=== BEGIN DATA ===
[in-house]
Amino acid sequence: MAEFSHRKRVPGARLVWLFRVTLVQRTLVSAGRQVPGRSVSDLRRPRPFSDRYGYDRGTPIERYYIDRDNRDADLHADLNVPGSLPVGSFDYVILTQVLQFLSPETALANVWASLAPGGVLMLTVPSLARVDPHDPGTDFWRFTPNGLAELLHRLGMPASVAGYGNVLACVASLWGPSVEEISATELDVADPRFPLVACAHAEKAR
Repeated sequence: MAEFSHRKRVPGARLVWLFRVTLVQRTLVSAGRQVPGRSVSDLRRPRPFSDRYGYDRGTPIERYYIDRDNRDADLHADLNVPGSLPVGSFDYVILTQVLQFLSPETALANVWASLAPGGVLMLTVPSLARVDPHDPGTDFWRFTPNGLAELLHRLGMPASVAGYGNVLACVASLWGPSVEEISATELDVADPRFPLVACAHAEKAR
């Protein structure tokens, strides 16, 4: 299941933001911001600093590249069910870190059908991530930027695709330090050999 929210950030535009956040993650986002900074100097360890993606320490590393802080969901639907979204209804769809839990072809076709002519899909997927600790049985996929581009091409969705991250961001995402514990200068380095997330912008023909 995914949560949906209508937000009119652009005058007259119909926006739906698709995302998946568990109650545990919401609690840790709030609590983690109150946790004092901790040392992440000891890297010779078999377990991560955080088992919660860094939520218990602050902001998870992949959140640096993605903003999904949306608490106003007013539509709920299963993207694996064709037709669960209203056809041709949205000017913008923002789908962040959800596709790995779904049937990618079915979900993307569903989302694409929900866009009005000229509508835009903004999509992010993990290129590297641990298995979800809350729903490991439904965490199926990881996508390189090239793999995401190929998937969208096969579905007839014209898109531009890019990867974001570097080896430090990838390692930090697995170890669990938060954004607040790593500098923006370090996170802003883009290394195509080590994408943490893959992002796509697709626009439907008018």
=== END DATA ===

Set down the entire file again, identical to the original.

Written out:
[in-house]
Amino acid sequence: MAEFSHRKRVPGARLVWLFRVTLVQRTLVSAGRQVPGRSVSDLRRPRPFSDRYGYDRGTPIERYYIDRDNRDADLHADLNVPGSLPVGSFDYVILTQVLQFLSPETALANVWASLAPGGVLMLTVPSLARVDPHDPGTDFWRFTPNGLAELLHRLGMPASVAGYGNVLACVASLWGPSVEEISATELDVADPRFPLVACAHAEKAR
Repeated sequence: MAEFSHRKRVPGARLVWLFRVTLVQRTLVSAGRQVPGRSVSDLRRPRPFSDRYGYDRGTPIERYYIDRDNRDADLHADLNVPGSLPVGSFDYVILTQVLQFLSPETALANVWASLAPGGVLMLTVPSLARVDPHDPGTDFWRFTPNGLAELLHRLGMPASVAGYGNVLACVASLWGPSVEEISATELDVADPRFPLVACAHAEKAR
């Protein structure tokens, strides 16, 4: 299941933001911001600093590249069910870190059908991530930027695709330090050999 929210950030535009956040993650986002900074100097360890993606320490590393802080969901639907979204209804769809839990072809076709002519899909997927600790049985996929581009091409969705991250961001995402514990200068380095997330912008023909 995914949560949906209508937000009119652009005058007259119909926006739906698709995302998946568990109650545990919401609690840790709030609590983690109150946790004092901790040392992440000891890297010779078999377990991560955080088992919660860094939520218990602050902001998870992949959140640096993605903003999904949306608490106003007013539509709920299963993207694996064709037709669960209203056809041709949205000017913008923002789908962040959800596709790995779904049937990618079915979900993307569903989302694409929900866009009005000229509508835009903004999509992010993990290129590297641990298995979800809350729903490991439904965490199926990881996508390189090239793999995401190929998937969208096969579905007839014209898109531009890019990867974001570097080896430090990838390692930090697995170890669990938060954004607040790593500098923006370090996170802003883009290394195509080590994408943490893959992002796509697709626009439907008018």